Prague top artifacts – follow the trail of David Cerny

If you have an artsy eye, don’t take life too seriously, and are visiting Prague, we recommend taking a day off “the ordinary sights” to embark on an adventure of truly unique artifacts by sculptor extraordinaire David Cerny.

You may be familiar with one of his works, “Entropa”, which pi**ed off quite a few EU countries. But I don’t want to bore you with too much detail. All in all, David Cerny is an extraordinary artist with a great dose of sarcasm who is not afraid of speaking his mind and publicly pointing out the obvious which the rest of us would not dare to say out loud.

There are quite a few sculptures spread across the city, but let’s take you on a scavenger hunt for a few that will do for a great day out!

Pack light as we will point out places to eat along the way.

  • Let’s start with the Horse


The Horse is a parody of the St. Wenceslas statue located at the top of Wenceslas Square. Interestingly, this statue was installed in Lucerna, a beautiful building owned by our ex-president Vaclav Havel’s family, after being spurned by the director of the Czech post office as “way too much.” (1) At least somebody (the president) has a good sense of humor.

  • Leaving the horse and moving to the Hanging Statue of Sigmund Freud


Quite a sight, if you don’t expect it and randomly look up to the sky. It really does look like someone is just hanging there. I actually scared a few of my friends by screaming “OMG, there is someone hanging.” In the name of me being entertained by this episode and them being close to a heart attack before they realized what was going on, it is worthy to note that the hanging person is Sigmund Freud (the founding father of psychoanalysis).

  • Brown Nosing


How entertaining!!! These two gigantic statues kinda depict our political situation. You can climb up and put your head right into the statues’ a*s and watch a short movie. (“Sexless sculptures hide screens presenting two videos, they show the politician Václav Klaus and the artist Milan Knížák as they are feeding each other with a mash, which they are enjoying very much. The video is accompanied by well-known song “We Are The Champions” from the band Queen.” (2).

By now, you should be starting to get hungry. Not to worry, our next artifact will also offer a great restaurant for a delish lunch.

  • Freaky Babies crawling up to the TV tower


That really is freaky, don’t you think? These little monsters are climbing up the tower and are faceless. Moreover, you are looking at the 2nd ugliest building in the world according to’s survey and you should know that the owners are very proud of it (guessing by the display at the tower). But nevertheless, if you make it all the way up you can enjoy the most stunning views of Prague while having lunch at Oblaca restaurant. Or, when the weather cooperates, you can enjoy drinks and refreshment picnic style right under the TV tower at the Miminoo restaurant.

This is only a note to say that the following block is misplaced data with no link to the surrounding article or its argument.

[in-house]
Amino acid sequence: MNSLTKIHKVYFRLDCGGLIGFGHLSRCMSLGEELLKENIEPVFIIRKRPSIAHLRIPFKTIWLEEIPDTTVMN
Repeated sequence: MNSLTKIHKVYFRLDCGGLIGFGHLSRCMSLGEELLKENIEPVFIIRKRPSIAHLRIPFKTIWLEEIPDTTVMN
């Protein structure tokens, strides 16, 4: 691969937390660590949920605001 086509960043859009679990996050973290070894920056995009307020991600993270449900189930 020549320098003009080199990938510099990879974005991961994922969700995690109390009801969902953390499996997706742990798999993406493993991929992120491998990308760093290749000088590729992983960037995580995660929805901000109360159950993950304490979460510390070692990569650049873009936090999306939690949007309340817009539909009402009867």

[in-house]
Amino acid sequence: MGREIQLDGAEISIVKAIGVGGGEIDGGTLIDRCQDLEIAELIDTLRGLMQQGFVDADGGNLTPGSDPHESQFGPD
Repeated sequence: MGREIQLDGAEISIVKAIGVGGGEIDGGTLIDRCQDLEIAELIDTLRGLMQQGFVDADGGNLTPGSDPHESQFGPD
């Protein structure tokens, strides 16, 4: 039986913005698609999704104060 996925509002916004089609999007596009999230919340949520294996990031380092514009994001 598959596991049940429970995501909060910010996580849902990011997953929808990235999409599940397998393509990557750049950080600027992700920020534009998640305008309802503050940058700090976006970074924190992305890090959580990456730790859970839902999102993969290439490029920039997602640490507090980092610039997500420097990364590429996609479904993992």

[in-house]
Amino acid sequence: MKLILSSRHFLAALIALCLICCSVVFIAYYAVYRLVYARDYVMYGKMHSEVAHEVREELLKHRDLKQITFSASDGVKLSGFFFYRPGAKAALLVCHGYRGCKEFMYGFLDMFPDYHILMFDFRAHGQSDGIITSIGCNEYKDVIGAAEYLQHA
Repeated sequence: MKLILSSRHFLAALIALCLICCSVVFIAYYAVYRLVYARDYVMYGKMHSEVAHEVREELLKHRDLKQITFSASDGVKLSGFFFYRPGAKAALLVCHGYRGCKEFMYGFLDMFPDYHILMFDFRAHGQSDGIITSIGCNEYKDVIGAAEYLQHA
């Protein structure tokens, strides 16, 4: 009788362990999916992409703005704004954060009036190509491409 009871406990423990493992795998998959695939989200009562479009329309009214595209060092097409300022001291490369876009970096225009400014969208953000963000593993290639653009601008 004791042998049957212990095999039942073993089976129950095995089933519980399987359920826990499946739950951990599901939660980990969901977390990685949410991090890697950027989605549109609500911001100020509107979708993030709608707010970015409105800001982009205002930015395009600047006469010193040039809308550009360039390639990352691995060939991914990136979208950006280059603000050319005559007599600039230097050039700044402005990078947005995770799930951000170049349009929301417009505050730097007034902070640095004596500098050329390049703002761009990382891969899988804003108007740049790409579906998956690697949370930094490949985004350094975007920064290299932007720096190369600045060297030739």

• Peeing Statues


And we will finish the day with something that will for sure make you laugh! Have your name peed out (the message is sent via sms) by two statues that move their hips, spelling your name or what not in the pool shaped like the Czech Republic. This probably won’t entertain you for more than 10 minutes so here are a couple of other things in the neighborhood:

What other treasures can you find in this hidden courtyard?

Check out the Franz Kafka museum – a museum of the most influential Czech writer of the 20th century or treat yourself to an amazing dinner on the Vltava river banks at Hergetova Cihelna restaurant, rated very highly among locals as well as tourists. This one is on a pricey side but well worth your belly satisfaction.

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If you would like to learn more what is behind the meaning of all of the above and more, check out the following article (photo credits also go to the same site):

If you do follow this scavenger hunt, let us know your favorite sight 😉

Jay Kay




2 thoughts on “Prague top artifacts – follow the trail of David Cerny

  1. There’s also the public light under the Nuselsky bridge. David Cerny turned the light to point to the sky, as a memorial to those who jumped off the bridge.

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